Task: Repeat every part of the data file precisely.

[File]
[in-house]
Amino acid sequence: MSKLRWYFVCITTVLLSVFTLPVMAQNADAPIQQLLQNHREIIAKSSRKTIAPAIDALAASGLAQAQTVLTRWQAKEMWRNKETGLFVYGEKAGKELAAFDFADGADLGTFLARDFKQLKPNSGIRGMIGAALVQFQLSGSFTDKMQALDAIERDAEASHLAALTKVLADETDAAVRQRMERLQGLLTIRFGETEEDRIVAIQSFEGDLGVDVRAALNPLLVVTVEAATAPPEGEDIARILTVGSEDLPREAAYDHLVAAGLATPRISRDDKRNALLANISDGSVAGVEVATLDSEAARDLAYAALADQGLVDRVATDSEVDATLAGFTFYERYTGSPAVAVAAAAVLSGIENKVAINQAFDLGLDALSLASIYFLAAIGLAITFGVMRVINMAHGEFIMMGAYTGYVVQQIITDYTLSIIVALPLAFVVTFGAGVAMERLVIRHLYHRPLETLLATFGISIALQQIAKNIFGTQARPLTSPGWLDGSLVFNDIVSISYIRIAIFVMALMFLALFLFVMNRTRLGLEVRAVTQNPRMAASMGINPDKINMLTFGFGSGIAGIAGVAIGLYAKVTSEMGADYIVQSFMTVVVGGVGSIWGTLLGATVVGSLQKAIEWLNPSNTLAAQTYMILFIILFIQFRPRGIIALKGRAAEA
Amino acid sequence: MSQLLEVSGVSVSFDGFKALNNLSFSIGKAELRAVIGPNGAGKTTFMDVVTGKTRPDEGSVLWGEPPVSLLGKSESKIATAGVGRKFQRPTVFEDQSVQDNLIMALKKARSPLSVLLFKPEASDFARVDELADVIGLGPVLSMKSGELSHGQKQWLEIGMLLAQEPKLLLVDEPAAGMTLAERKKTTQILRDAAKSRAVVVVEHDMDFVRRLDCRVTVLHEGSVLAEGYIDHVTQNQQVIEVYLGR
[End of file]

[in-house]
Amino acid sequence: MSKLRWYFVCITTVLLSVFTLPVMAQNADAPIQQLLQNHREIIAKSSRKTIAPAIDALAASGLAQAQTVLTRWQAKEMWRNKETGLFVYGEKAGKELAAFDFADGADLGTFLARDFKQLKPNSGIRGMIGAALVQFQLSGSFTDKMQALDAIERDAEASHLAALTKVLADETDAAVRQRMERLQGLLTIRFGETEEDRIVAIQSFEGDLGVDVRAALNPLLVVTVEAATAPPEGEDIARILTVGSEDLPREAAYDHLVAAGLATPRISRDDKRNALLANISDGSVAGVEVATLDSEAARDLAYAALADQGLVDRVATDSEVDATLAGFTFYERYTGSPAVAVAAAAVLSGIENKVAINQAFDLGLDALSLASIYFLAAIGLAITFGVMRVINMAHGEFIMMGAYTGYVVQQIITDYTLSIIVALPLAFVVTFGAGVAMERLVIRHLYHRPLETLLATFGISIALQQIAKNIFGTQARPLTSPGWLDGSLVFNDIVSISYIRIAIFVMALMFLALFLFVMNRTRLGLEVRAVTQNPRMAASMGINPDKINMLTFGFGSGIAGIAGVAIGLYAKVTSEMGADYIVQSFMTVVVGGVGSIWGTLLGATVVGSLQKAIEWLNPSNTLAAQTYMILFIILFIQFRPRGIIALKGRAAEA
Amino acid sequence: MSQLLEVSGVSVSFDGFKALNNLSFSIGKAELRAVIGPNGAGKTTFMDVVTGKTRPDEGSVLWGEPPVSLLGKSESKIATAGVGRKFQRPTVFEDQSVQDNLIMALKKARSPLSVLLFKPEASDFARVDELADVIGLGPVLSMKSGELSHGQKQWLEIGMLLAQEPKLLLVDEPAAGMTLAERKKTTQILRDAAKSRAVVVVEHDMDFVRRLDCRVTVLHEGSVLAEGYIDHVTQNQQVIEVYLGR